‘Carry On’ And ‘EastEnders’ Star Barbara Windsor Dies At 83
LONDON (AP) — British actress Barbara Windsor, whose seven-decade career ranged from cheeky film comedies to the soap opera “EastEnders,” has died, her husband said. She was 83.
Husband Scott Mitchell said Windsor died at a care home in London on Thursday from Alzheimer’s disease. She had been diagnosed with the form of dementia in 2014.
“Myself, her family and friends will remember Barbara with love, a smile and affection for the many years of her love, fun, friendship and brightness she brought to all our lives and the entertainment she gave to so many thousands of others during her career,” Mitchell said in a statement.
Windsor was born Barbara Ann Deeks in London’s East End in 1937 and changed her name to Windsor for her first film, “The Belles of St. Trinian’s,” in 1954. The name was inspired by the House of Windsor, family of the newly crowned Queen Elizabeth II.
She began her career on the stage — gaining a Tony Award nomination in 1965 when the anti-war musical “Oh, What a Lovely War!” went to Broadway — before becoming a member of the ensemble cast of the “Carry On” films, a series of cheap and cheerful comedies specializing in slapstick and bawdy jokes. Windsor’s bubbly manner and wicked laugh were an essential part of the “Carry On” formula, and she appeared in nine of the comedies between 1964 and 1974. The films, crude and dated in many ways, are still screened on television and fondly remembered by millions.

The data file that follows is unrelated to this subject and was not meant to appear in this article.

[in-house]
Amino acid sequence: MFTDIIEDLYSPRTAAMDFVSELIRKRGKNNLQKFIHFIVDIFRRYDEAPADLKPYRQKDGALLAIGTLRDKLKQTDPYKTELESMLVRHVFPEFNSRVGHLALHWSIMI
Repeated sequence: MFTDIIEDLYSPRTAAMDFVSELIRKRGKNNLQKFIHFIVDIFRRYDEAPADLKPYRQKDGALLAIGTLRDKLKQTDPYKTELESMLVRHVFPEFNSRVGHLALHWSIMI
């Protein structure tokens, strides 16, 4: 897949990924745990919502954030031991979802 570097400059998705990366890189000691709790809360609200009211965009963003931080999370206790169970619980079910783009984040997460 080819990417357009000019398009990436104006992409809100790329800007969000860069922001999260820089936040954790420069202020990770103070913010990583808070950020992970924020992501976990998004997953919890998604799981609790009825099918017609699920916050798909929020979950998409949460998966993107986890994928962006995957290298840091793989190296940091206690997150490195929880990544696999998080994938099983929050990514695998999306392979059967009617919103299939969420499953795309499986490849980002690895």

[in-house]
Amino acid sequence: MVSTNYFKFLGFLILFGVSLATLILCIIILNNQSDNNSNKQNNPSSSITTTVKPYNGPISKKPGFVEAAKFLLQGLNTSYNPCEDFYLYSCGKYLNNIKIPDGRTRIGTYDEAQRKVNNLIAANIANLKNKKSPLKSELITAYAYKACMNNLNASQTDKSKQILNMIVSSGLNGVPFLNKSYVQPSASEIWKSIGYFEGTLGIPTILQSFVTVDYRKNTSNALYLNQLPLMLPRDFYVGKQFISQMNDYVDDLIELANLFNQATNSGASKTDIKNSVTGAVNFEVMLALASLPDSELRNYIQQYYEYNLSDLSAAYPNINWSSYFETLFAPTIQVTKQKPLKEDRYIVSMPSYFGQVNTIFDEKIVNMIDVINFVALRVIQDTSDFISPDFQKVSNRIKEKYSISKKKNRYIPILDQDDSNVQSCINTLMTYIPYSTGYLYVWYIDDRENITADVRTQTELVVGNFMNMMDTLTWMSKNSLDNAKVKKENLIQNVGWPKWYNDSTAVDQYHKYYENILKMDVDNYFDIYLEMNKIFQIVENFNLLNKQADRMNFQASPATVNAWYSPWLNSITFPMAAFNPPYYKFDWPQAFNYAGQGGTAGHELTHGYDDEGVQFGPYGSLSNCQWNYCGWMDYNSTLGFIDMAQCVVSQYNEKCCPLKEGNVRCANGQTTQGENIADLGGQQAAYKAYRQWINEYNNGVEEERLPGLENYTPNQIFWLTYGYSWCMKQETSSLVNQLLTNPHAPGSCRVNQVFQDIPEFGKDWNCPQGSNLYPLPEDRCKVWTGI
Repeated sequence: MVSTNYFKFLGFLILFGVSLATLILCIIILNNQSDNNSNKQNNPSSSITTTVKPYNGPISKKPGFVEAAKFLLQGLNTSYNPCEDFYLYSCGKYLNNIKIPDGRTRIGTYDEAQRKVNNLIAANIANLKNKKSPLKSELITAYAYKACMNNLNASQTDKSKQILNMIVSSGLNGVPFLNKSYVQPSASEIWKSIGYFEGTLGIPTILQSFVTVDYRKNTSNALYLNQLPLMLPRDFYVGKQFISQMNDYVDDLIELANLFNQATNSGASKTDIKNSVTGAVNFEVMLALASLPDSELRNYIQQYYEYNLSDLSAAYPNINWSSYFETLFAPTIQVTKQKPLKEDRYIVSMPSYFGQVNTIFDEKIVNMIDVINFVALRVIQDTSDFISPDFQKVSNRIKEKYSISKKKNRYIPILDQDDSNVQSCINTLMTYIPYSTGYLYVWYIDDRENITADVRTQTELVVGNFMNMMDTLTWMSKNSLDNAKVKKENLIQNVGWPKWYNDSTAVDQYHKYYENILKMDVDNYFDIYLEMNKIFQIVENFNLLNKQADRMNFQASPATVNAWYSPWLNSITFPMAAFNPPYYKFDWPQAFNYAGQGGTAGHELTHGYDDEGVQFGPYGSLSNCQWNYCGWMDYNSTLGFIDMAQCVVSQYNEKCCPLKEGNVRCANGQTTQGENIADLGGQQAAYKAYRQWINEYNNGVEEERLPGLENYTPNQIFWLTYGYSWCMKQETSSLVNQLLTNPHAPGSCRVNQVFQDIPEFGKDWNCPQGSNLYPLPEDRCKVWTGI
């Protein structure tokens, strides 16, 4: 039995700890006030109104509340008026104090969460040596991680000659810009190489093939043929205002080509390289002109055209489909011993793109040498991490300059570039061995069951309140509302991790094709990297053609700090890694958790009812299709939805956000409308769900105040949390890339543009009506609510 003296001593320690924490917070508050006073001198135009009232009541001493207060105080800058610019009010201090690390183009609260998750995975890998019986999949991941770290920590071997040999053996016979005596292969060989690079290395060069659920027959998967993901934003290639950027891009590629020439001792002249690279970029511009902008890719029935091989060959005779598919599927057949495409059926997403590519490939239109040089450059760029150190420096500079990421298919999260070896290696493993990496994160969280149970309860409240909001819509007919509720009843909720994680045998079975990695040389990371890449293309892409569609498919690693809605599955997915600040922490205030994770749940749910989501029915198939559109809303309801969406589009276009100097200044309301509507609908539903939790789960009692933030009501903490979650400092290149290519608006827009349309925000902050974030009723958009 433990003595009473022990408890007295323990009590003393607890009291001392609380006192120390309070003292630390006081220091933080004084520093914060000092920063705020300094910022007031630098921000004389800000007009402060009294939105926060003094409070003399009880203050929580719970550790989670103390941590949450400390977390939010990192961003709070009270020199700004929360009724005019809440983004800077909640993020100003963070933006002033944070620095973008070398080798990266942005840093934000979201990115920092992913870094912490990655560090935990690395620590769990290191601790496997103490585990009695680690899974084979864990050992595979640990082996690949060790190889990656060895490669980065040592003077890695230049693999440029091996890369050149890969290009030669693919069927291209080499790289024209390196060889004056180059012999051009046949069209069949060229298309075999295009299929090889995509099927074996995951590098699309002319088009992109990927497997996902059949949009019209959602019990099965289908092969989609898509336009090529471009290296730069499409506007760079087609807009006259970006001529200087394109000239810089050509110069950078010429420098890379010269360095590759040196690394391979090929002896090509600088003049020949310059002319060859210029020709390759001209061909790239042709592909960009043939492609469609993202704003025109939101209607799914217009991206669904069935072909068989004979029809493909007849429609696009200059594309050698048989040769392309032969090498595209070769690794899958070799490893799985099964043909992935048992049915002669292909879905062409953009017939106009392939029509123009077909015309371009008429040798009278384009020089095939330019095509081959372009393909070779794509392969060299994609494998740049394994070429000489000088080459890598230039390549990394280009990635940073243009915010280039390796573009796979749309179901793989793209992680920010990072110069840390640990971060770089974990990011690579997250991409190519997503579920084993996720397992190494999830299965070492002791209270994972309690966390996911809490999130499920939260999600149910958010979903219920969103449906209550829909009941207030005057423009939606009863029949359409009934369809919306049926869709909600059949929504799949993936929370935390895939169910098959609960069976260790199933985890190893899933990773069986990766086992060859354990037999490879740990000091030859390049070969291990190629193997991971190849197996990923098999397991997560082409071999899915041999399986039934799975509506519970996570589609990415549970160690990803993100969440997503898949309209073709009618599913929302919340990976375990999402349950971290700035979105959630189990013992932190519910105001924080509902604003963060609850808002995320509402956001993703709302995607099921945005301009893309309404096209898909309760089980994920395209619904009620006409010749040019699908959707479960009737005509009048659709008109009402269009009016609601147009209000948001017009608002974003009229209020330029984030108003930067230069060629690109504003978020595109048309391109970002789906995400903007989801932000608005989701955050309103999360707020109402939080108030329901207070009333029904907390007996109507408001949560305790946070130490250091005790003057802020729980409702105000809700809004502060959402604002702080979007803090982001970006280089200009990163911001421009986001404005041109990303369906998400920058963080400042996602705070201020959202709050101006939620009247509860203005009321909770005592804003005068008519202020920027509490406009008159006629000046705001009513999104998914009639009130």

Windsor’s second defining role came as Cockney matriarch Peggy Mitchell in “EastEnders” between 1994 and 2016. The character ran the Queen Vic pub, heart of the fictional London district of Walford. Mitchell was kind-hearted but fearsome, worrying over her wayward sons and brining rowdy customers into line by bellowing “Get out of my pub!”
Windsor was made a dame, the female equivalent of a knight, by the queen in 2016 for services to entertainment and for her work raising awareness about dementia.
The Alzheimer’s Society said Windsor “was an amazingly true, much-loved national treasure, and in speaking out about her experiences shone like a beacon for others affected by dementia.”